POEM: Thinking in Poetry


“Thinking in Poetry”

Narrating my day
as I go about the hours,
silently writing in my mind
that the corn on the cob I examine
is yellow with absorbed sunlight,
its golden white kernels
its own clouds and sun,
huge globes plump with the rain
of so many seasons,
and the taste of spring

the drowsy sun fades
behind the black silhouette
of a springtime tree

the air smells of lilac
or honeysuckle or apple blossoms,
the pungent sweetness
of blooming spring flowers





*Thank you for visiting. I hope you enjoyed the poem.
*image courtesy of http://publicdomainpictures.net/


POEM: Serial Killer in the Laundromat


“Serial Killer in the Laundromat”


As he walks in the open door

I’m acutely conscious of


how alone I am


how athletic he looks

–the man that holds

the plastic garbage bag

big enough to hide a body,

                            thick enough to snuff my life

when slipped over my head,

                         the soft layered plastic

becomes a black sucking “O”

as I struggle to breathe.


How easily he pins me,


holds me down until my fight is gone,


my light snuffed, then stuffed

inside a plastic shroud

he dumps me

           so much garbage

                            in the bin

–or perhaps he takes

(what’s left of) me to a secluded

                                 copse of trees,

my remains remain hidden,

whereabouts unknown.


If I’d chosen the folding table closer

to the door instead of the dryers,

my escape would not be cut off.


I keep my key handy by my side,

                             to thrust

into the eye of my attacker. From the edge

of my vision, I see him stop,


      in my direction,

                    and begin


pulling clothes from the dryer

into the enormous shapeless sack.

I continue folding,

pretend not to notice him

until he leaves when I

breathe again


until next time

my clothes need washing:

I flash again on every killer,

every monster, every unsolved mystery,

and every abduction discovered

as I once more enter the

deserted laundromat.


POEM: Aging in a Cup


“Aging in a Cup”


When I was five,

there were no second thoughts

with that first cool sip

of sweet and tart–

the morning juice, the sugar rush

and tasty treat I was permitted

for the sake of a daily dose of vitamin C,

to be taken each morning

with a bowl of dry Frosted Flakes.


Now decades have passed,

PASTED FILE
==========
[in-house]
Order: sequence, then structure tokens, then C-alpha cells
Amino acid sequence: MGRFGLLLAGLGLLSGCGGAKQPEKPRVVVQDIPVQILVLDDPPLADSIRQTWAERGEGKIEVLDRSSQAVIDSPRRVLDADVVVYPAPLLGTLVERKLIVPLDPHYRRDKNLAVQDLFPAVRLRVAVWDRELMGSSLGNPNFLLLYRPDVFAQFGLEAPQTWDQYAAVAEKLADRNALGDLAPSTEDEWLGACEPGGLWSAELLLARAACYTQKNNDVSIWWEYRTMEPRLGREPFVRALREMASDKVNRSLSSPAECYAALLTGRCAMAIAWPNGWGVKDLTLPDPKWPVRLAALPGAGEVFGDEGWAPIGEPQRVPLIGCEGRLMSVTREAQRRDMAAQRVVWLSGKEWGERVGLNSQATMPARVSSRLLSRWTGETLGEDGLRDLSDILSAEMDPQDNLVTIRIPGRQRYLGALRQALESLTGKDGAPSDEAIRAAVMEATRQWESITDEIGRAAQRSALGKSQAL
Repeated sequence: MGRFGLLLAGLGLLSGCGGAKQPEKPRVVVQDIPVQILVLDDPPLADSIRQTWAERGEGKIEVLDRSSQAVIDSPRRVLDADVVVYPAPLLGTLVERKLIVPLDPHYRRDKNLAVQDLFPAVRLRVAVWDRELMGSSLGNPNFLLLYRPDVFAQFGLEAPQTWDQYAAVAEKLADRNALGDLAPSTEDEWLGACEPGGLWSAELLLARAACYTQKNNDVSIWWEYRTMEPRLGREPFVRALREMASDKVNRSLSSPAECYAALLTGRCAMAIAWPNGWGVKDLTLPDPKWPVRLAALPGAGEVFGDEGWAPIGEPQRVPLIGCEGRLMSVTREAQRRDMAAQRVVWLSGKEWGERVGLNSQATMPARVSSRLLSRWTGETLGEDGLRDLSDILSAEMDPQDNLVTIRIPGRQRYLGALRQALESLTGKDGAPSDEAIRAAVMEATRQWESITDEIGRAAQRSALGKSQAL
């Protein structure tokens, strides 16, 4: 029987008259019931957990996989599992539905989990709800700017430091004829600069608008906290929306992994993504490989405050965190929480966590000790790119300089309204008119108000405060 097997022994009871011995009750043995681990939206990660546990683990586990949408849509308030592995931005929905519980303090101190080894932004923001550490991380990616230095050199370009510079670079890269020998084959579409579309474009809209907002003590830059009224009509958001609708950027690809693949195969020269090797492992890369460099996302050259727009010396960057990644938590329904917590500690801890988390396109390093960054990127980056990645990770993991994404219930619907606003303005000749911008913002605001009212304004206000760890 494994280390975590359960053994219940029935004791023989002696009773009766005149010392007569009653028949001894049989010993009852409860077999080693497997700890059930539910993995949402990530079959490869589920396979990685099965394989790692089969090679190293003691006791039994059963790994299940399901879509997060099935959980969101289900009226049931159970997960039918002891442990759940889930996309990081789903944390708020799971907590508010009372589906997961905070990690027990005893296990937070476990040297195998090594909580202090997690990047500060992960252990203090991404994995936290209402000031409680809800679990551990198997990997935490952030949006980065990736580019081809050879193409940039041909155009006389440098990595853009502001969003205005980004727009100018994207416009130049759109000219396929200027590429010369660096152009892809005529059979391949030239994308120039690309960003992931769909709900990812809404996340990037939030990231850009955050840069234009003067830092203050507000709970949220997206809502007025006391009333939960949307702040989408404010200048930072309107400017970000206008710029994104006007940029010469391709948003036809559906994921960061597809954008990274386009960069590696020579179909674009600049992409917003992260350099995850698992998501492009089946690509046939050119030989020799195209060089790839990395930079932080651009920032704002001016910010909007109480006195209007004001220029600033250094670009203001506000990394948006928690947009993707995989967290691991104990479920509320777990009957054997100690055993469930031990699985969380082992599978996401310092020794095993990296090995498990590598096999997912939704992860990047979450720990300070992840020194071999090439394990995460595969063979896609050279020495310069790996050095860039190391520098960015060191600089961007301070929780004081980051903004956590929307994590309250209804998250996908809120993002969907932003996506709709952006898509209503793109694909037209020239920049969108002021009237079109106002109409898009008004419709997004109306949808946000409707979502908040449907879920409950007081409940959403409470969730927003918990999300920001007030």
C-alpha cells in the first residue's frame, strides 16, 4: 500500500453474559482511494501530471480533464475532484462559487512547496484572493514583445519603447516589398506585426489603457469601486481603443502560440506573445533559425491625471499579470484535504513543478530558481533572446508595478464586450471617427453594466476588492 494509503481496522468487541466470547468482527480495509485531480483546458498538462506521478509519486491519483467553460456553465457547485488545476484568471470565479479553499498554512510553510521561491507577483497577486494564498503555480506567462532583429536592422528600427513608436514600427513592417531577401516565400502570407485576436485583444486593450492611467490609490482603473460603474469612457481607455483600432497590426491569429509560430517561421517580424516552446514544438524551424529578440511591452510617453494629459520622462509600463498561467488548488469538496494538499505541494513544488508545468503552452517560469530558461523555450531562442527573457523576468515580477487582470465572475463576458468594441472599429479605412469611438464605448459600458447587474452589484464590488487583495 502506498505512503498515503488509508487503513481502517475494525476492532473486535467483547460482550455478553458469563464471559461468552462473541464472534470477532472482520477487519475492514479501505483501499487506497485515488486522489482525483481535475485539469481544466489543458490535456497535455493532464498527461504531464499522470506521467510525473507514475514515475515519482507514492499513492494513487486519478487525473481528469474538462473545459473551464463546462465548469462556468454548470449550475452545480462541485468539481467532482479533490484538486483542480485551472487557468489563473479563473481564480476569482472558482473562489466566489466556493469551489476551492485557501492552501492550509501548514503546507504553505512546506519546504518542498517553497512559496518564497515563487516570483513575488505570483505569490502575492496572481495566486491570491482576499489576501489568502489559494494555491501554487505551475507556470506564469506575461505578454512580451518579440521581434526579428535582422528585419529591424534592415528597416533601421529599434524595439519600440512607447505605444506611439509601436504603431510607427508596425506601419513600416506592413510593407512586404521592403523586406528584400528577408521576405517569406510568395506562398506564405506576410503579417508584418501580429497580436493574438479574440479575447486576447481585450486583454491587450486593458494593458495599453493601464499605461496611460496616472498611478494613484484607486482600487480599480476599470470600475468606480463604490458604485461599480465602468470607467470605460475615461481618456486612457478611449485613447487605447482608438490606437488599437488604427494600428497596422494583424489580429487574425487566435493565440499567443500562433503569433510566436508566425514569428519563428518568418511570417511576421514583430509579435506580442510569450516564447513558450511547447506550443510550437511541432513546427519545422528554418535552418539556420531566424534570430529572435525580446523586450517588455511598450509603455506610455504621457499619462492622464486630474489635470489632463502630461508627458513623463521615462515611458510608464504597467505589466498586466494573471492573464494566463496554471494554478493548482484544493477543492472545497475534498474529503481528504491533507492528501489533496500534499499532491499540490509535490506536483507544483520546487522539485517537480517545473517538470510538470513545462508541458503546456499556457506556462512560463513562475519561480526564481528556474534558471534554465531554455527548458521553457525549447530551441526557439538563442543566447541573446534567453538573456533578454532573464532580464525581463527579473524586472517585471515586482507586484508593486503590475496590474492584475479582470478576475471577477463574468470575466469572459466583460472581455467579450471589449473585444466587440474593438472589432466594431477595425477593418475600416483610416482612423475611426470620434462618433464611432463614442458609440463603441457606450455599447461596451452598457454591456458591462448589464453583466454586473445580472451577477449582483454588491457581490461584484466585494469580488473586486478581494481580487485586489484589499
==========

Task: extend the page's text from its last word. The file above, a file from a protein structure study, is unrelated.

and that cold glass of sunshine

is an act of bravery,

only possible when

taken with powder-yellow tablets;


stubborn determination tastes

like chalk on my tongue

and sours my stomach.


It’s worth it.


*Thank you for visiting. If you would like to meet me and some other local writers, please come to the Local Author Fair at Massillon Public Library on Saturday, November 11th, from 11am–2pm. I hope to see you there!


*image courtesy of http://publicdomainpictures.net/


POEM: Gathering




Sitting by the pool

my father and his friends drink

cheap beer from cold silver cans

I fetch for them from

a white igloo cooler.

My small bare feet make wet sounds

on the pale coral-colored patio,

mini splashes for each tiny puddle

in its pock marked surface.

My mother walks back and forth

between the kitchen and through

the sliding glass doors,

getting chips and dips

and anything else the men require

as they watch the game on TV,

drinking their bicentennial cheer

with a mixture of slow sips

and large cool gulps,

regulating their temperatures

from the warm Florida sun




*written last April for National Poetry Month, in memory of my father.

FridayFlash: A Dream Life


Cat sleeping on the bed by her feet, she dreamt of solitude, and why not?  The man she had given her past, present, and all her future prospects no longer cared for her. Her son would soon leave to start a family of his own, her oldest friend left her long before she died, and her parents were going, going, gone from her life and soon this world.

The background of her mind played soothing melodies as she travelled in empty trains, toured abandoned bookstores throughout the British Isles–wandering their brightly lit halls with noone to hurry her, no schedule nor expectations, just the joy of a world of literature all to herself. She walked with ease, knees and wrists bending readily and without pain; her body no longer betrayed her.

She was surprised she was not lonely, but the books themselves kept her company with the silent voices of those long gone. She hummed to herself as she perused each aisle, composing a little poem in her head:

Invisible or
ghosts…does it matter? This world, 
freedom hers alone.

Finally her journey ended in the far north of the globe. She took her paper pulp treasures with her inside the glass igloo, the Northern lights danced above her as she sat padded in covers within the dome–a miniature cosmos heated just for her from machines hidden deep within the earth’s crust. As long as she had food and shelter, books and a view, she could drink in eternity with her eyes.

Contentment filled her. The thought of being alone no longer hurt the hole in her heart but filled it with hope. Her child, the bright spot of her existence,  was fine and would be a great man despite his current growing pains. Her husband neither needed nor cared for her. Didn’t accepting her solitude grant her freedom?

Her eyes were weighted shut, her muscles stiff and unyielding,  but at last she pulled herself from her lethargy and forced herself to swim upwards, through the depths of her dreams, to open her eyes. The cat, the feline that had shunned her so often, lay curled at her feet. The woman smiled good morning, scratched behind the creature’s ears, then went to walk the puppies in crisp, white snow.

*Image courtesy of BigFoto.com.